Figure 5: This diagram shows several resistance-grounded system configurations. A wye secondary is the most typical application for deriving power for single-phase loads. Courtesy: AEI/Affiliated Engineers Inc.Impedance grounded systems include high resistance ground (HRG) and low resistance ground (LRG) configurations. For a wye-connected transformer, Figure 5 demonstrates how a known resistance is matched to the facility load profile and inserted directly between the secondary of the service transformer and ground. To accomplish this with a delta secondary transformer, an artificial neutral must be created using a zigzag transformer.

In a wye connected HRG system, intermittent faults that cause so much trouble in ungrounded systems will be eliminated by the neutral system ground resistor because its insertion limits the total current flow to ground.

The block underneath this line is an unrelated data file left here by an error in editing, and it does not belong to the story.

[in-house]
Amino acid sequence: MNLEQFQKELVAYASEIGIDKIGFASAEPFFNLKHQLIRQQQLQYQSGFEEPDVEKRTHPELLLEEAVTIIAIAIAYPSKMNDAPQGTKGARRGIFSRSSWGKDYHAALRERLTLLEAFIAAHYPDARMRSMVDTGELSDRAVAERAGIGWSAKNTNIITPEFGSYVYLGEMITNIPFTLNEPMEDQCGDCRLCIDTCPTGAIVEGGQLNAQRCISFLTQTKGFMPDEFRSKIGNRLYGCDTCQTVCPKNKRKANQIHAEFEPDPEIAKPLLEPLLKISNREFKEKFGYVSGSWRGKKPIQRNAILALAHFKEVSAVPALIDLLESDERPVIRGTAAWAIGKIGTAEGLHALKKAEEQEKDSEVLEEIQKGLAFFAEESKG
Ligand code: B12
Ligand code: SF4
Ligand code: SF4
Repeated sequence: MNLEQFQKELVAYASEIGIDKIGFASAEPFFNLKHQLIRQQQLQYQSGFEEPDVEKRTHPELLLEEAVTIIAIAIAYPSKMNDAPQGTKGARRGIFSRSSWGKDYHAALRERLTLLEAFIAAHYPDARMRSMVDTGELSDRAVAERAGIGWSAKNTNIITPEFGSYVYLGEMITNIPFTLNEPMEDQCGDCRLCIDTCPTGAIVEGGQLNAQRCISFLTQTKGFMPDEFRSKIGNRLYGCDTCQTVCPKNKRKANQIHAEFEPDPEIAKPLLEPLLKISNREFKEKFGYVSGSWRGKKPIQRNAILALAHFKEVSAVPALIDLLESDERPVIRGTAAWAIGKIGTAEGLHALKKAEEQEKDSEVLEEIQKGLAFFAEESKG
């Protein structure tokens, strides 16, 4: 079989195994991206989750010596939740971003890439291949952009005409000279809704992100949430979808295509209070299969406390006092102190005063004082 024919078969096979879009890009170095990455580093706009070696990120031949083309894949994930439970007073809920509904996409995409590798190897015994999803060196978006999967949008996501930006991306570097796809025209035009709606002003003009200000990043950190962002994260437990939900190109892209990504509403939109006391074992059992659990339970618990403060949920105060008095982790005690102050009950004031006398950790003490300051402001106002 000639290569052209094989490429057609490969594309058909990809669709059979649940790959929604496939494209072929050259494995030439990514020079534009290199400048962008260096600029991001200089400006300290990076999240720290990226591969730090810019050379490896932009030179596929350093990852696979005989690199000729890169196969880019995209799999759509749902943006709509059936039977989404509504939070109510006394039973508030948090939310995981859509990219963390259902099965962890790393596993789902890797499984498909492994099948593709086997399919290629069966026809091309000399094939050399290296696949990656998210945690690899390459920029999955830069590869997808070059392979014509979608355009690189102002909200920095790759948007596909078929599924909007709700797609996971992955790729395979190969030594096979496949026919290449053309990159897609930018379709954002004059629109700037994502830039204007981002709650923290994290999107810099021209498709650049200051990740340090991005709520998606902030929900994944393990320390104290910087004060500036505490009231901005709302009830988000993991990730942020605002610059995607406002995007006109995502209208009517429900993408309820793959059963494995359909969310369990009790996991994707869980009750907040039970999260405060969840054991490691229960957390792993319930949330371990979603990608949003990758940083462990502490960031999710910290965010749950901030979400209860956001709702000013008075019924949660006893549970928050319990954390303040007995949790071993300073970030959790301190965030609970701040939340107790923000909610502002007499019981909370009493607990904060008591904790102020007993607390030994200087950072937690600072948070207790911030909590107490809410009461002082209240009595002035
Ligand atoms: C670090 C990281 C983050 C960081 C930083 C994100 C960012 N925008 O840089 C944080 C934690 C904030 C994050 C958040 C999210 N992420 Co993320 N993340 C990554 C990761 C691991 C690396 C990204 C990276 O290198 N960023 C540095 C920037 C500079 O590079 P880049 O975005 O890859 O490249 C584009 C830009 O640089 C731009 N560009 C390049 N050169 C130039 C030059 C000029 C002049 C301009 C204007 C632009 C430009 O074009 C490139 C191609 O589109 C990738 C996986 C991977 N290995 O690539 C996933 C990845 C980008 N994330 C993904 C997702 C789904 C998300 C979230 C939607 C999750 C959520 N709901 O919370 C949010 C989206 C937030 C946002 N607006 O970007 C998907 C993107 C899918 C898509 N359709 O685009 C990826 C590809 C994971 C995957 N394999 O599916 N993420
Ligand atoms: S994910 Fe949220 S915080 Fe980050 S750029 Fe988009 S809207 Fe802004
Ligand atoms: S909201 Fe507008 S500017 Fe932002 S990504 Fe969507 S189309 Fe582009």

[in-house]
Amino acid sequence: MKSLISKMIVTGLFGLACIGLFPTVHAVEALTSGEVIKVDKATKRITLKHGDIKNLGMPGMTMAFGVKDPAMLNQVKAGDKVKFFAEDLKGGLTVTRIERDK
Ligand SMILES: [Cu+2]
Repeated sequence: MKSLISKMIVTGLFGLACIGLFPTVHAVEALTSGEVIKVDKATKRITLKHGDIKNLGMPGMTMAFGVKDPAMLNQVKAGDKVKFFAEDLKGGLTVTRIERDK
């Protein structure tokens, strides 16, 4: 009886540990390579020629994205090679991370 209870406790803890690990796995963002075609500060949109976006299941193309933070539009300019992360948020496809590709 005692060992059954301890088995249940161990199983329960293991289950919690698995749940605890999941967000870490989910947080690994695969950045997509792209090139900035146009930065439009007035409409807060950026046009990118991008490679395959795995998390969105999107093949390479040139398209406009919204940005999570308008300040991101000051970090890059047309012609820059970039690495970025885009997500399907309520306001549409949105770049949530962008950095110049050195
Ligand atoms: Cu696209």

System continuity is maintained because, although ground fault alarms occur, the overcurrent devices do not operate. This current flow in a low-voltage system (480 V to 600V) will be limited typically to 10 A so that the fault can be located and then repaired at a scheduled time without exposing staff to hazardous fault levels (see Figure 6). While HRG systems are a good fit for large data centers, there are pitfalls, such as misapplication of surge protective devices (they must be rated for ungrounded-neutral circuits), and the UPS must be grounded in a compatible method to its input and output wiring. Tracing faults is somewhat difficult and must be accomplished on live circuits using circuit pulsers.